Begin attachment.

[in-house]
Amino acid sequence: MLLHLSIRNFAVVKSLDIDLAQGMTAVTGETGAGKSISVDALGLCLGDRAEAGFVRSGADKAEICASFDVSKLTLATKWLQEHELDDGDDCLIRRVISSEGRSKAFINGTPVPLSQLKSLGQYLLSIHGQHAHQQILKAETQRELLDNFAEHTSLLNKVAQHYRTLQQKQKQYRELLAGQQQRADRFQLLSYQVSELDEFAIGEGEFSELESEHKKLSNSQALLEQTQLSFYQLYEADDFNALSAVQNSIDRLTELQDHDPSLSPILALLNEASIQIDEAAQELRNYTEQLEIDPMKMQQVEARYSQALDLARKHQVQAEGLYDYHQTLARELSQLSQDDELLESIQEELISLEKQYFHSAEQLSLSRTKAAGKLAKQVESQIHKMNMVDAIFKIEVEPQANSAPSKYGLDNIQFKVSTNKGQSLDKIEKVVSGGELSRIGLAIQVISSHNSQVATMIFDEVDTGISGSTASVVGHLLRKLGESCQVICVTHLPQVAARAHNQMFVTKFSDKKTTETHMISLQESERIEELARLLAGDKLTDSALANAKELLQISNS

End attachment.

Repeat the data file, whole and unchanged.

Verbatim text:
[in-house]
Amino acid sequence: MLLHLSIRNFAVVKSLDIDLAQGMTAVTGETGAGKSISVDALGLCLGDRAEAGFVRSGADKAEICASFDVSKLTLATKWLQEHELDDGDDCLIRRVISSEGRSKAFINGTPVPLSQLKSLGQYLLSIHGQHAHQQILKAETQRELLDNFAEHTSLLNKVAQHYRTLQQKQKQYRELLAGQQQRADRFQLLSYQVSELDEFAIGEGEFSELESEHKKLSNSQALLEQTQLSFYQLYEADDFNALSAVQNSIDRLTELQDHDPSLSPILALLNEASIQIDEAAQELRNYTEQLEIDPMKMQQVEARYSQALDLARKHQVQAEGLYDYHQTLARELSQLSQDDELLESIQEELISLEKQYFHSAEQLSLSRTKAAGKLAKQVESQIHKMNMVDAIFKIEVEPQANSAPSKYGLDNIQFKVSTNKGQSLDKIEKVVSGGELSRIGLAIQVISSHNSQVATMIFDEVDTGISGSTASVVGHLLRKLGESCQVICVTHLPQVAARAHNQMFVTKFSDKKTTETHMISLQESERIEELARLLAGDKLTDSALANAKELLQISNS